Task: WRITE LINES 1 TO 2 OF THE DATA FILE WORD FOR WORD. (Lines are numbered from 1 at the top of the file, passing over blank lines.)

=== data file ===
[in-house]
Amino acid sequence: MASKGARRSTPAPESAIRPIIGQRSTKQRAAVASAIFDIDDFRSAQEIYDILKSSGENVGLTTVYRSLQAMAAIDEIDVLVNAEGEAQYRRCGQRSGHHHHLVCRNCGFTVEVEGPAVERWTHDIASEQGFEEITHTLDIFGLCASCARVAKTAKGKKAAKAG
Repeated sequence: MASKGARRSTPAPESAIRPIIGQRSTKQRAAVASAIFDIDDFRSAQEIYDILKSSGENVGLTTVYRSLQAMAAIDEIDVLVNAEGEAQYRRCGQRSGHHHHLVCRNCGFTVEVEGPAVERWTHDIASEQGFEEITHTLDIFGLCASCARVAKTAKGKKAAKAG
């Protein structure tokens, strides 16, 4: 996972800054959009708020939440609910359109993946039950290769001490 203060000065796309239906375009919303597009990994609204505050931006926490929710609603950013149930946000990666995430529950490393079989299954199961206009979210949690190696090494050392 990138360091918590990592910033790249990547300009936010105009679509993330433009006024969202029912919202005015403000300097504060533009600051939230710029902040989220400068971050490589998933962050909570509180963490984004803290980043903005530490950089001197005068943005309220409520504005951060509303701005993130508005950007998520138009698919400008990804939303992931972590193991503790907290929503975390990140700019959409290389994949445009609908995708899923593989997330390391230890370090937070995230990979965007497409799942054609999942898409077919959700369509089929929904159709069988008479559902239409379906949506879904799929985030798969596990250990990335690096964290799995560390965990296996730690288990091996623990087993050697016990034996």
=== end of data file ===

[in-house]
Amino acid sequence: MASKGARRSTPAPESAIRPIIGQRSTKQRAAVASAIFDIDDFRSAQEIYDILKSSGENVGLTTVYRSLQAMAAIDEIDVLVNAEGEAQYRRCGQRSGHHHHLVCRNCGFTVEVEGPAVERWTHDIASEQGFEEITHTLDIFGLCASCARVAKTAKGKKAAKAG